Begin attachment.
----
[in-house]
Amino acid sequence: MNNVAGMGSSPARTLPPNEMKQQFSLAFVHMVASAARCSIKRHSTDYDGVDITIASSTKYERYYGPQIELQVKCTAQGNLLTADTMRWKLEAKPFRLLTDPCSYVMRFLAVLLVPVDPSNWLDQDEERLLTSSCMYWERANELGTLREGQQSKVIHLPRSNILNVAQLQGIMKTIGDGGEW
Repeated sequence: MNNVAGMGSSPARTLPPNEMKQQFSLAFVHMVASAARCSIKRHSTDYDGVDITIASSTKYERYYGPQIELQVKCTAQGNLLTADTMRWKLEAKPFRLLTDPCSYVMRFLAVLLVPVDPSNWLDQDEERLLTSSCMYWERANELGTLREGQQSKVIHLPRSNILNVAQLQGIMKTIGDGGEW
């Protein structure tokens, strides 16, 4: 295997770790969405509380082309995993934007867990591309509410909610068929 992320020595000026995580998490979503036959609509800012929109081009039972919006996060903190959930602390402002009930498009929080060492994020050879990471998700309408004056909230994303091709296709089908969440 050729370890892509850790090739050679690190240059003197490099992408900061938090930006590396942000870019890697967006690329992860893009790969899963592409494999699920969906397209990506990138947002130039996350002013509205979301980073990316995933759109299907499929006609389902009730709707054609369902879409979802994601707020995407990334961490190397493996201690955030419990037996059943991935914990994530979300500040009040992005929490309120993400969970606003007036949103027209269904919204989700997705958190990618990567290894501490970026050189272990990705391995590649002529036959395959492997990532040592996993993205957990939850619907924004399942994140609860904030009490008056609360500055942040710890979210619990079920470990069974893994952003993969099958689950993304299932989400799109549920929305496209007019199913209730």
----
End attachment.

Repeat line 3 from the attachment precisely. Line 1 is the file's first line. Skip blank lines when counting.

Repeated sequence: MNNVAGMGSSPARTLPPNEMKQQFSLAFVHMVASAARCSIKRHSTDYDGVDITIASSTKYERYYGPQIELQVKCTAQGNLLTADTMRWKLEAKPFRLLTDPCSYVMRFLAVLLVPVDPSNWLDQDEERLLTSSCMYWERANELGTLREGQQSKVIHLPRSNILNVAQLQGIMKTIGDGGEW